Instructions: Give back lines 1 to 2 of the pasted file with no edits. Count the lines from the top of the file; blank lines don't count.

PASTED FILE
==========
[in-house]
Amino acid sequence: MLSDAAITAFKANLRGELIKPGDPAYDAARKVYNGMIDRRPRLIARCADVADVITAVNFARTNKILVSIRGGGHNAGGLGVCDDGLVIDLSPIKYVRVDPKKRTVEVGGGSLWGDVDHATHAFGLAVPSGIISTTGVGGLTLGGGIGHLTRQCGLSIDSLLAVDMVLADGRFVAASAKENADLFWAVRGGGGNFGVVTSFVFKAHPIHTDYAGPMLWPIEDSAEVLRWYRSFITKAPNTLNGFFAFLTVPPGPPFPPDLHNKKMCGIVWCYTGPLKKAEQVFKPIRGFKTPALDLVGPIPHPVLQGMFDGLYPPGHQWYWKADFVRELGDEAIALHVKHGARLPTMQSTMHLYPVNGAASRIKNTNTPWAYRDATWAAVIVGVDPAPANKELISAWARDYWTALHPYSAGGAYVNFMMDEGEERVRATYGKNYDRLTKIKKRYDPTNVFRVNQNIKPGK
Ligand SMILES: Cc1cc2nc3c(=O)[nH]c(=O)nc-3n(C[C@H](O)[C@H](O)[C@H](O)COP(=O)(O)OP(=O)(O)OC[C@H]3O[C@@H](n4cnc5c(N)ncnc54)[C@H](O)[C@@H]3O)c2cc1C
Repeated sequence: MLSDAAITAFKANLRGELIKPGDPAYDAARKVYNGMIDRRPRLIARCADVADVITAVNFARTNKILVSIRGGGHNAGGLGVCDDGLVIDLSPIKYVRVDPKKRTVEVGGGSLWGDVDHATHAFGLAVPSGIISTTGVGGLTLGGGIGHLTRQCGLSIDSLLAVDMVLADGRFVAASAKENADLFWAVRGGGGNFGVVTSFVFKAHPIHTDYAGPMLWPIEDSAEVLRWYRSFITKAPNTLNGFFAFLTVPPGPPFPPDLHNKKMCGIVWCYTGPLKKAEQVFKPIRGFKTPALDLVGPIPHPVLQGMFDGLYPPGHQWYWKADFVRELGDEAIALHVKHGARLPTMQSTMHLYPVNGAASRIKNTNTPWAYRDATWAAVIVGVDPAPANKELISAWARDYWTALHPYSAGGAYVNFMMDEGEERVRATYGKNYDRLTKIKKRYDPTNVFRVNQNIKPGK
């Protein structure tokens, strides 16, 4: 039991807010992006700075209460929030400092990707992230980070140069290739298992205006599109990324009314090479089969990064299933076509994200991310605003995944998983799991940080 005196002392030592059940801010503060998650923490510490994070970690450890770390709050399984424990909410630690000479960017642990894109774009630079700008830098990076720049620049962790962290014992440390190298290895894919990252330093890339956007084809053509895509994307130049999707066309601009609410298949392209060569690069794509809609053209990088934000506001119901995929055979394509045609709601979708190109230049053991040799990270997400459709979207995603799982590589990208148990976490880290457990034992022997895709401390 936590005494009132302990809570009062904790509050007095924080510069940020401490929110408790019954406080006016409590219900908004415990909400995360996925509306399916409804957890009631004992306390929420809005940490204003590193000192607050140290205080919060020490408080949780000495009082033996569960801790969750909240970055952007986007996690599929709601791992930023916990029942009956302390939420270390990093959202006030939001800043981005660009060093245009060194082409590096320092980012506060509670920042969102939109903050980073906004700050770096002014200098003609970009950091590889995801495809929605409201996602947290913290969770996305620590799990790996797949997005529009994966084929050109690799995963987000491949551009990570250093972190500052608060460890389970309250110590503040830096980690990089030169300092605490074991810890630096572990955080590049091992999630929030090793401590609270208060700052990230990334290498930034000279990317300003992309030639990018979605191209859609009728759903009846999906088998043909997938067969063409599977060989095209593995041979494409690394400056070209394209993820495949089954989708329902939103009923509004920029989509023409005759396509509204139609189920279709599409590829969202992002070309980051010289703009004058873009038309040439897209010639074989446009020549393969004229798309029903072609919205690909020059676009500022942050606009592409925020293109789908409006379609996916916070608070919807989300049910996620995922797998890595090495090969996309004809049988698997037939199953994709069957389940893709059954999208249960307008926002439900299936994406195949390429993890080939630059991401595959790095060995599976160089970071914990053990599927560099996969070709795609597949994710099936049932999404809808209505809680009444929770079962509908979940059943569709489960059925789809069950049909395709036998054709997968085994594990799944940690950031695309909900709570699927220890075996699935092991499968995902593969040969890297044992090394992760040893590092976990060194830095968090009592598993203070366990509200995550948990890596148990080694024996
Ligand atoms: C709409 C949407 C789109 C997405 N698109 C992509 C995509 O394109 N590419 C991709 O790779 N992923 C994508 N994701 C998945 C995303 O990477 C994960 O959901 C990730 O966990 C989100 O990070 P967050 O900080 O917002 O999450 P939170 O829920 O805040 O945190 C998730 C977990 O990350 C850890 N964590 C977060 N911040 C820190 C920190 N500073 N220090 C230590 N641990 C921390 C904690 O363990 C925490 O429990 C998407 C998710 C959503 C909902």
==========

[in-house]
Amino acid sequence: MLSDAAITAFKANLRGELIKPGDPAYDAARKVYNGMIDRRPRLIARCADVADVITAVNFARTNKILVSIRGGGHNAGGLGVCDDGLVIDLSPIKYVRVDPKKRTVEVGGGSLWGDVDHATHAFGLAVPSGIISTTGVGGLTLGGGIGHLTRQCGLSIDSLLAVDMVLADGRFVAASAKENADLFWAVRGGGGNFGVVTSFVFKAHPIHTDYAGPMLWPIEDSAEVLRWYRSFITKAPNTLNGFFAFLTVPPGPPFPPDLHNKKMCGIVWCYTGPLKKAEQVFKPIRGFKTPALDLVGPIPHPVLQGMFDGLYPPGHQWYWKADFVRELGDEAIALHVKHGARLPTMQSTMHLYPVNGAASRIKNTNTPWAYRDATWAAVIVGVDPAPANKELISAWARDYWTALHPYSAGGAYVNFMMDEGEERVRATYGKNYDRLTKIKKRYDPTNVFRVNQNIKPGK